Monday, August 30, 2010

My Gay Genes

More from my treasure trove of family photos. Flying up in the air here is my great aunt Fran, full name Frances Scott, one of my grandmother's younger sisters. These two photos probably date from the early 1960s, as they appear to be taken in the A-Frame house my grandmother had built in Mill Valley, California, on a chunk of land she bought from Aunt Fran. Fran had moved to the area in the late 1950s; she was a photographer by trade. She built her own house as well as the third house on this chunk of property, a modern cottage called The Kite. I met her on several occasions as a child; she was very private and didn't really join me or my parents on our visits to gramma.

I don't remember when I was "told" about Aunt Fran, but she was a lesbian, and lived for years with a female partner right there next to gramma Dorothy.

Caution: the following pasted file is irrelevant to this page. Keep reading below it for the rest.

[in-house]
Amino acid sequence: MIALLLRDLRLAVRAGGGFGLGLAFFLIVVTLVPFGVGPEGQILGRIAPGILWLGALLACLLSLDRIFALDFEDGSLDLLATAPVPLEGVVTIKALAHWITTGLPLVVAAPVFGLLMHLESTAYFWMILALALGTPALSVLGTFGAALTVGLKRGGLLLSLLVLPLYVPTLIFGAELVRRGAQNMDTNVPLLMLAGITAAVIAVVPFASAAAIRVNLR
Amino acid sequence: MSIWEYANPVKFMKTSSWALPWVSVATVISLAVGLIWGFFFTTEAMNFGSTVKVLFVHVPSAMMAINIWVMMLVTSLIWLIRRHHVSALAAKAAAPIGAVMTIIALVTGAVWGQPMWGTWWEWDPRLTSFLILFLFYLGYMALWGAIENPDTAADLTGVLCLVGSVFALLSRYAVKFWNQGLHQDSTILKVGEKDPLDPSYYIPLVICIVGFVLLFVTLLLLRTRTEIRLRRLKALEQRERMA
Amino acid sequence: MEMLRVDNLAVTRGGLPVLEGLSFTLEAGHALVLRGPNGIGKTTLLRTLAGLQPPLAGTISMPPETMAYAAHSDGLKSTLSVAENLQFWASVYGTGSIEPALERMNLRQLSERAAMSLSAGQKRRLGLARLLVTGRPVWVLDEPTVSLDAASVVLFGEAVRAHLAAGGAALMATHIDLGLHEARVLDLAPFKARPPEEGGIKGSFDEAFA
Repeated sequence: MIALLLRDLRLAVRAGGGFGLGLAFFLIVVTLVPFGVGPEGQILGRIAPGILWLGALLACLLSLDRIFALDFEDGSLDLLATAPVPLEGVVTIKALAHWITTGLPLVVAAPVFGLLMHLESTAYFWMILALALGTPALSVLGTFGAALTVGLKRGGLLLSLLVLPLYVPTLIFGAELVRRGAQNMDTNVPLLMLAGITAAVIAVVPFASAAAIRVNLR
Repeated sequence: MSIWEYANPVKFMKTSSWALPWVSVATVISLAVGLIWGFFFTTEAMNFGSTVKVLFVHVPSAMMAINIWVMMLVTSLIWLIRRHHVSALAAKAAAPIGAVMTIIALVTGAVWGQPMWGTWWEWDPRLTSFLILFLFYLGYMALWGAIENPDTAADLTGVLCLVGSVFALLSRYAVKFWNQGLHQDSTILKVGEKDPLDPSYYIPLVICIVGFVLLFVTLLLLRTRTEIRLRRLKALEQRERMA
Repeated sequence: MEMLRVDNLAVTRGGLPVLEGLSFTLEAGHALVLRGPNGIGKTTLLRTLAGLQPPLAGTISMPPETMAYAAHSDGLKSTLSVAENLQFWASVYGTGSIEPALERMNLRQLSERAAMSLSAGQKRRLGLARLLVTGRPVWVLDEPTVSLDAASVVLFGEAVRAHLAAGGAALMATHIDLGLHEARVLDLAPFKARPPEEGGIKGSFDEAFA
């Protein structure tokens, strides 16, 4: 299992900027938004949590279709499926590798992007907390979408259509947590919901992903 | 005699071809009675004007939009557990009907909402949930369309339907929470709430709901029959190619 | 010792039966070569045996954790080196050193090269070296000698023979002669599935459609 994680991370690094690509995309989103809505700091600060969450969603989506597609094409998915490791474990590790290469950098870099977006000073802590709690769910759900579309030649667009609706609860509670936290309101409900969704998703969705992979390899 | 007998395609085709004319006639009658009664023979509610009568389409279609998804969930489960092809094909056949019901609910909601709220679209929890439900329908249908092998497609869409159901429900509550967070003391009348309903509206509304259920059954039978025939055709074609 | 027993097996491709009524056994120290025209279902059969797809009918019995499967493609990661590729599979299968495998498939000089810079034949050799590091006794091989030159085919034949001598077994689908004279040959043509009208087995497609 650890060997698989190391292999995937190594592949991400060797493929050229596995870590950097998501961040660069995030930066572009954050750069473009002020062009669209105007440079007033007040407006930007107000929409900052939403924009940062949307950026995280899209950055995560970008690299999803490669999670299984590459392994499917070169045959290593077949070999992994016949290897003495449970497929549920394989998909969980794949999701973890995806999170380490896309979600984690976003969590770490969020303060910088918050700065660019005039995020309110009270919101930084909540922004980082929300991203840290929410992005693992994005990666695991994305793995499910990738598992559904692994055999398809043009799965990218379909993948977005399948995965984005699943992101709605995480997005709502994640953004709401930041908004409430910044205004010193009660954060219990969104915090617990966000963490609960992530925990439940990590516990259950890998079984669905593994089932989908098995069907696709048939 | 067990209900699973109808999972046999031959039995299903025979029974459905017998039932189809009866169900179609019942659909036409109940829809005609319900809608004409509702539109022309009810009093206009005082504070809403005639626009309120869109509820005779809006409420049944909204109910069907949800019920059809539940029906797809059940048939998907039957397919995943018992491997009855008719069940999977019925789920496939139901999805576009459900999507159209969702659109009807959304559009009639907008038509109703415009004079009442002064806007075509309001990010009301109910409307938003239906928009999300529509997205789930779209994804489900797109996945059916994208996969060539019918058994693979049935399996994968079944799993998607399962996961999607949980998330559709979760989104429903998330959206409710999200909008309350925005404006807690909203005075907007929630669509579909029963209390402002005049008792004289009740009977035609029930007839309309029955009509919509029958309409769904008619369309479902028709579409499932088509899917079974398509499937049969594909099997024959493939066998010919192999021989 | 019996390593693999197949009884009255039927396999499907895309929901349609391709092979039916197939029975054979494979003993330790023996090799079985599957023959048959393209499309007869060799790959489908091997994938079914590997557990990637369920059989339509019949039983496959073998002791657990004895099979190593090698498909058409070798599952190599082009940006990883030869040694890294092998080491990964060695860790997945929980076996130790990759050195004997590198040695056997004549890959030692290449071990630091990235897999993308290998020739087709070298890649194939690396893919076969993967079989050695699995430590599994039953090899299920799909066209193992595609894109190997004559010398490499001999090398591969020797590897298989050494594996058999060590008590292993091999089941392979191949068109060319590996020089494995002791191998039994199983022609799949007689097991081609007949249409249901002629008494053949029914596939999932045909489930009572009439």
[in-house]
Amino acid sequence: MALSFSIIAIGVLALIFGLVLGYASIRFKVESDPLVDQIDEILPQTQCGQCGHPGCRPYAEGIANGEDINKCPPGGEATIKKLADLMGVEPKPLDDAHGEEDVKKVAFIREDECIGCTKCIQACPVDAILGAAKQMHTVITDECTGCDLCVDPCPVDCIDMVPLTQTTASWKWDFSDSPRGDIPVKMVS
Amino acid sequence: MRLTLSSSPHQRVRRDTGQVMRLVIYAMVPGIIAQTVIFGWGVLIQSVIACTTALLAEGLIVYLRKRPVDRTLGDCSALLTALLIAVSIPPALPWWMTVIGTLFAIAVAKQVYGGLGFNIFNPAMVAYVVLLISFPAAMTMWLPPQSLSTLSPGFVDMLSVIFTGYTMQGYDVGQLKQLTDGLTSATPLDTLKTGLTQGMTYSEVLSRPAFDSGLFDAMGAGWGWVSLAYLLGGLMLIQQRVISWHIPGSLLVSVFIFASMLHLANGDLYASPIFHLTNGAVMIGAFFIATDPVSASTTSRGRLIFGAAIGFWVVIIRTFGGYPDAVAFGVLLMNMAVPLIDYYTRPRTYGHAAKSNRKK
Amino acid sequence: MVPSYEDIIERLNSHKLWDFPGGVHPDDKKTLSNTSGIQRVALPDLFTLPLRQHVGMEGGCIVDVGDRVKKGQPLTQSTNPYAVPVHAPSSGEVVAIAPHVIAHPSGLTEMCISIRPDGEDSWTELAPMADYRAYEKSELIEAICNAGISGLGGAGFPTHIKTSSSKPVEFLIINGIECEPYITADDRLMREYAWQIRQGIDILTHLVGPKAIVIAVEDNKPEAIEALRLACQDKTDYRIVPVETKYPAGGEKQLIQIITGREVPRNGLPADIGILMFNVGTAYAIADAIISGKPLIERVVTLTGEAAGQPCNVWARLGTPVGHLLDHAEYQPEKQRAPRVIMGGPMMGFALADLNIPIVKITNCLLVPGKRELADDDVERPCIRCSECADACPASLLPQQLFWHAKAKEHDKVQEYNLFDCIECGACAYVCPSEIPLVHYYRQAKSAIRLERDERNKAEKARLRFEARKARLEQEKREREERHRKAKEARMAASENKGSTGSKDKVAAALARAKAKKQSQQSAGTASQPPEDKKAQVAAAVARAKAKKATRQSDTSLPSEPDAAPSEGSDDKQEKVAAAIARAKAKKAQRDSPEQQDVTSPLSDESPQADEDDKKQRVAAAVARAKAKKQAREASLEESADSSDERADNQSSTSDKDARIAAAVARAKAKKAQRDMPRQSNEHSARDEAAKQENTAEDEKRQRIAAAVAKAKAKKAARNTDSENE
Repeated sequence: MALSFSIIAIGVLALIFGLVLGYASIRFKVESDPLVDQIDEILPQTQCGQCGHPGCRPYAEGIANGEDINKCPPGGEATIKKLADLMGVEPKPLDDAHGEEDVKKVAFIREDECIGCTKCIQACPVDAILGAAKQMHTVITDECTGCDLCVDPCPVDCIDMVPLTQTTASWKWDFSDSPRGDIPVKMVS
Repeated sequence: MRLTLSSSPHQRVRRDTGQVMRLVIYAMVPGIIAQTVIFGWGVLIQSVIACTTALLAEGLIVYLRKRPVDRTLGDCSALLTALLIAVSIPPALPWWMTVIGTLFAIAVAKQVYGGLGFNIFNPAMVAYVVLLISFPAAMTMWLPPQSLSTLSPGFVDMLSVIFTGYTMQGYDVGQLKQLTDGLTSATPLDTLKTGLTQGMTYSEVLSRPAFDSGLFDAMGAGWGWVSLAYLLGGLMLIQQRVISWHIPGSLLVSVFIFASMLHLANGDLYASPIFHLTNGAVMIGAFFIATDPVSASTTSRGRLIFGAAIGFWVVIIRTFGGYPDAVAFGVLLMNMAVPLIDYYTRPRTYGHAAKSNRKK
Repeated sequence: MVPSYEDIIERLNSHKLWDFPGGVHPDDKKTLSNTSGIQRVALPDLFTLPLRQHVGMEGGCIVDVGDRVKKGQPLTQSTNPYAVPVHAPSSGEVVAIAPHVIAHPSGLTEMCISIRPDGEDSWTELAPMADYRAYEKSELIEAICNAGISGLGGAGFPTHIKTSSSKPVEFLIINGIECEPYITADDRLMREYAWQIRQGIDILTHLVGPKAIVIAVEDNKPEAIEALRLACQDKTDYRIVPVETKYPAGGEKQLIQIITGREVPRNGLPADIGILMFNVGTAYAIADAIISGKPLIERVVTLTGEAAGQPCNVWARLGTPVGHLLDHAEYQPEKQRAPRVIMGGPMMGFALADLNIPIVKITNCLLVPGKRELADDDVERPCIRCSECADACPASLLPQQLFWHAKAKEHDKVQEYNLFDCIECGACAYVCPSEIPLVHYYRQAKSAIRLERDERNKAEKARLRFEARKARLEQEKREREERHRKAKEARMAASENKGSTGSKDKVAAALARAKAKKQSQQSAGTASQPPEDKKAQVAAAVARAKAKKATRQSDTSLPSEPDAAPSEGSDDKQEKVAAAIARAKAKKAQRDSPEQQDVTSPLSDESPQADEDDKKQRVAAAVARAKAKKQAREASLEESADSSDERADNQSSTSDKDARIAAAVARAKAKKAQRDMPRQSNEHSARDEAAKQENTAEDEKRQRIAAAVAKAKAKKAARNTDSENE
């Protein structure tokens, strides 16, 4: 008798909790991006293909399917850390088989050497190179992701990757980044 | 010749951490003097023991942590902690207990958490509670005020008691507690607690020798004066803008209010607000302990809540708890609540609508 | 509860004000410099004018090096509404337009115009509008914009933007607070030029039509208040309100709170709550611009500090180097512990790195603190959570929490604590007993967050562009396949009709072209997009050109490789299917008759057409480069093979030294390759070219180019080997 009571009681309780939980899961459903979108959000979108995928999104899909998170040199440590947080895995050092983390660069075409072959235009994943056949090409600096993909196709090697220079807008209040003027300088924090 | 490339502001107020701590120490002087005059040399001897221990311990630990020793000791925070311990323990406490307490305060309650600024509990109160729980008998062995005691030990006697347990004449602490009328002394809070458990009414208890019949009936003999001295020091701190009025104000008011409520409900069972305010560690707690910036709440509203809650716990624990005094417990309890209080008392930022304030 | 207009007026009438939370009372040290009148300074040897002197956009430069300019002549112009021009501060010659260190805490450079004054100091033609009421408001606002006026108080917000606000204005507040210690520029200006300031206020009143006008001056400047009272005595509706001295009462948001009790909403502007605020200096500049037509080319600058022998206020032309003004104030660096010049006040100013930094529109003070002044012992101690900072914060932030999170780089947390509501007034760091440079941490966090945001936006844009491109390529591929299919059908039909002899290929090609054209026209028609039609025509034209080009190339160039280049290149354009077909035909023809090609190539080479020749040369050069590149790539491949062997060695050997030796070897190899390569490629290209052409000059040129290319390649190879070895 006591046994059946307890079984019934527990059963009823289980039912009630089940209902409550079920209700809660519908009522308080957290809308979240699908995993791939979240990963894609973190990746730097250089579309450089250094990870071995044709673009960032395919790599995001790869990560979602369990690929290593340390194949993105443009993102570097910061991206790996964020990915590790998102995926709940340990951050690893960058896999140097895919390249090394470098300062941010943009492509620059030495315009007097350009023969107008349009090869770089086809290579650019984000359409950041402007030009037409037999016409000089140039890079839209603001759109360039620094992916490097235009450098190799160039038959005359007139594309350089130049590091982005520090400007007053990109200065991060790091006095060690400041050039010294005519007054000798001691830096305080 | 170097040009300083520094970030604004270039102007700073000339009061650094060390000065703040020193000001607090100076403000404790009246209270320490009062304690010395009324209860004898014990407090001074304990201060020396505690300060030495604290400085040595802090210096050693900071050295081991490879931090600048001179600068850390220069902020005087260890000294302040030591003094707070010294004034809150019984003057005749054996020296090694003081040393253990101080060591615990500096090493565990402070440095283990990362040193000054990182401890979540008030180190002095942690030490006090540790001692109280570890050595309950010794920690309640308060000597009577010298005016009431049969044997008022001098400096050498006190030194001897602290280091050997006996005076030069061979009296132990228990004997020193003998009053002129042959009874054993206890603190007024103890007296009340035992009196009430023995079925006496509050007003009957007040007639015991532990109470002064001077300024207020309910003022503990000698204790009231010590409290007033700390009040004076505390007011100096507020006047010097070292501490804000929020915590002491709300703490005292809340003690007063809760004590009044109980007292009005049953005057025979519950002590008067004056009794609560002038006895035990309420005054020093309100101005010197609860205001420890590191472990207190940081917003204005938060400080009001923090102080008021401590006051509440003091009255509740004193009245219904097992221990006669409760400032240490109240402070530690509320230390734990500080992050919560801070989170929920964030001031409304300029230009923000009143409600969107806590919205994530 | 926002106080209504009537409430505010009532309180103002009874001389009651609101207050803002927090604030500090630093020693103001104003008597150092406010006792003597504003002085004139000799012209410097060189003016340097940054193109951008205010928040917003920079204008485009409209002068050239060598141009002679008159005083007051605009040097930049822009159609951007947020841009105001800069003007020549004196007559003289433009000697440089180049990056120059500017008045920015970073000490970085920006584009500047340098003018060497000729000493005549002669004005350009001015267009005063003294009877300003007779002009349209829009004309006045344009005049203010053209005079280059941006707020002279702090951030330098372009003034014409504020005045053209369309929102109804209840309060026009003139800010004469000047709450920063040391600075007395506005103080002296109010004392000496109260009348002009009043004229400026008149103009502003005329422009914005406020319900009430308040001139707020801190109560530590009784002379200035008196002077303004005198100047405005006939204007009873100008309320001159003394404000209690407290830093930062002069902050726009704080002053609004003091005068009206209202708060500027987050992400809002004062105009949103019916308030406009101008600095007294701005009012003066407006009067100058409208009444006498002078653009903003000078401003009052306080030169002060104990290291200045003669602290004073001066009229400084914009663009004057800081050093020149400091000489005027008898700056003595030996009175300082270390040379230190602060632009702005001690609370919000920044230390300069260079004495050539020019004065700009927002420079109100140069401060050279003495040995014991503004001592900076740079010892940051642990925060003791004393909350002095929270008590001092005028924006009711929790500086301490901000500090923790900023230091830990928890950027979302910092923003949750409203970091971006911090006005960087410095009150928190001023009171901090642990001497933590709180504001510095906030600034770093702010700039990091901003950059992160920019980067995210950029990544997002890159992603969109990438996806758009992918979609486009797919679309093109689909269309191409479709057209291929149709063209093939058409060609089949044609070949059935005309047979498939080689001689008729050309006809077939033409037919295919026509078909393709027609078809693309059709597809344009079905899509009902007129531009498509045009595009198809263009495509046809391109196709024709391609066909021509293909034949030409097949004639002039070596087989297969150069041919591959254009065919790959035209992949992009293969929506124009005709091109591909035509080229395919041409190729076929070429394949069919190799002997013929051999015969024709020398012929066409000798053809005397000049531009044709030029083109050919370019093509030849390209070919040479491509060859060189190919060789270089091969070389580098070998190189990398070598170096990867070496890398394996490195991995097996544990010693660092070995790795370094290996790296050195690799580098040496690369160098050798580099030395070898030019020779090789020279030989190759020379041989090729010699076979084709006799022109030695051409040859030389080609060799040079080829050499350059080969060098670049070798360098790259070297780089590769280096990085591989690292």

I like these photos because the people in them are having so much fun: and I presume one of the two women here is Fran's partner. The top photo is inscribed by my grandmother on the reverse "that kid sister" and the bottom one "Ann, Fran, Kenny, Eral [Eval?]." There's a couple more in this series that involve dancing and one that involves something improper with a lampshade. While my Grandmother was most definitely heterosexual, this party seems evidently something not so strictly so, and its before-Stonewall vintage speaks to me of a sort of prehistoric time.

I wish I had known Aunt Fran better; but I'm glad that one of the family legacies I shared with her were a set of gay genes.


  1. i had a friend one time who insisted that homosexuality couldn't be genetic because then it would never be passed on. i gave the example of the multitude of other genetic irregularities that lead to traits not seen in parents, from what is classified as 'disease' all the way through missing fingers and stuff, and we argued and argued, before i realized that he really just had no understanding of what 'genetics' meant. he's a watchmaker now, and apparently he's good at it. i'm glad he didn't become a biologist.

  2. Nice story.

    And of course, many gay people have biological children. I bet complicated machinery like watches is still simpler and more predictable than people.